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Strategies to screen and reduce vascular risk - putting statins in the tap water is not the answer.
  1. M Justin S Zaman*,
  2. Melvyn Jones
  1. University College London, United Kingdom
  1. Correspondence to: M Justin S Zaman, Epidemiology and Public Health, UNIVERSITY COLLEGE LONDON, 1-19 TORRINGTON PLACE, LONDON, WC1E 6BT, United Kingdom; j.zaman{at}ucl.ac.uk

Abstract

Primary prevention of cardiovascular disease is important as clinical events are disabling to the patient and have a costly impact on society through loss of productivity or need for care. However, screening & prevention are imperfect sciences and are costly, and the comparison of mass and targeted screening strategies is important.

Screening for vascular disease implies that there should be an effective treatment for those identified that leads to better outcomes than in those detected and treated later. Introducing such screening programmes will inevitably preferentially select the affluent, thus increasing social inequalities.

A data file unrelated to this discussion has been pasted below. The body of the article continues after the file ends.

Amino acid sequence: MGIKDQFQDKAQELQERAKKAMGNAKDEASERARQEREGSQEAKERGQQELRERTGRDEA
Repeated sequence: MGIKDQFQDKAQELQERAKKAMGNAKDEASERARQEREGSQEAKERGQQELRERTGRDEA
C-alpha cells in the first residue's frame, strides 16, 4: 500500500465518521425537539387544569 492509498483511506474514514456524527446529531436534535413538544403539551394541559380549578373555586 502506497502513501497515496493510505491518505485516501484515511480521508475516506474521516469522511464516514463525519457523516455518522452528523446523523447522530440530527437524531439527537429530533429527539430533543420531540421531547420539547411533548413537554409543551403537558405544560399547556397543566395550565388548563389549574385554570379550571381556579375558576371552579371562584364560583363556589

Population-wide health protection measures need supplementation with targeted screening programmes for those at particular risk. We cannot afford to continue to funnel more and more money into wider screening for diseases caused by lifestyle without also dealing with the population-level causes of those lifestyles. Equally, the continuing polarised debate in preventive health must not ignore those at the highest risk that need targeting and treatment today, whilst continuing in parallel to strive to find underlying remedies for their high risk.

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